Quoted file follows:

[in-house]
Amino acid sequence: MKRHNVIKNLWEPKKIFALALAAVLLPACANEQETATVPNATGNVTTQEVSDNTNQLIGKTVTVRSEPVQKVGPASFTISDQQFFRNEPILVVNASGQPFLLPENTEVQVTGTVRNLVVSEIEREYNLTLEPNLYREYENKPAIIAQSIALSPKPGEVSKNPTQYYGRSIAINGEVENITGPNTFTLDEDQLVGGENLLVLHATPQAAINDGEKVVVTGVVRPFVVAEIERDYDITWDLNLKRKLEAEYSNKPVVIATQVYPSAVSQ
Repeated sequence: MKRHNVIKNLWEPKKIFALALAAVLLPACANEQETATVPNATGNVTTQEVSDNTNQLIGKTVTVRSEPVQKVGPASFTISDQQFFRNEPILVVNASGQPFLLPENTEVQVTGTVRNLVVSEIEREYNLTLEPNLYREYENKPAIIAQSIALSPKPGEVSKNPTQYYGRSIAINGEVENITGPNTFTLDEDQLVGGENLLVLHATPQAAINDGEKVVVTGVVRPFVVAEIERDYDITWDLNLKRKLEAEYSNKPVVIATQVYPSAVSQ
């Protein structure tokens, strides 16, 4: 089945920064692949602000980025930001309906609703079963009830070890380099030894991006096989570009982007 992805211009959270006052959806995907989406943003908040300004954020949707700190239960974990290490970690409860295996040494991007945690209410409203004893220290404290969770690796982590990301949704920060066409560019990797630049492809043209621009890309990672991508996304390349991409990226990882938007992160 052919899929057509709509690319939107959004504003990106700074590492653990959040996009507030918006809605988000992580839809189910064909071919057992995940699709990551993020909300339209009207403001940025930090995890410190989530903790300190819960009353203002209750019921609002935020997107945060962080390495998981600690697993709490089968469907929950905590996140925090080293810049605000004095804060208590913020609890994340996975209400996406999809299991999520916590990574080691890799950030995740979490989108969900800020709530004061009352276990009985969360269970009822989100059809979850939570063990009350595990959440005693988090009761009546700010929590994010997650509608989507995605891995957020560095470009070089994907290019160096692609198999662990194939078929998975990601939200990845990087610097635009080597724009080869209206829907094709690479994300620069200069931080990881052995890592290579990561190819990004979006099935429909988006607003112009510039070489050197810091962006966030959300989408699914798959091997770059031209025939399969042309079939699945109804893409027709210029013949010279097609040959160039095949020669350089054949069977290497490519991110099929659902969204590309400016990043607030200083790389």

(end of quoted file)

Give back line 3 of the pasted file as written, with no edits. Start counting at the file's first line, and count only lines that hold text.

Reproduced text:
Repeated sequence: MKRHNVIKNLWEPKKIFALALAAVLLPACANEQETATVPNATGNVTTQEVSDNTNQLIGKTVTVRSEPVQKVGPASFTISDQQFFRNEPILVVNASGQPFLLPENTEVQVTGTVRNLVVSEIEREYNLTLEPNLYREYENKPAIIAQSIALSPKPGEVSKNPTQYYGRSIAINGEVENITGPNTFTLDEDQLVGGENLLVLHATPQAAINDGEKVVVTGVVRPFVVAEIERDYDITWDLNLKRKLEAEYSNKPVVIATQVYPSAVSQ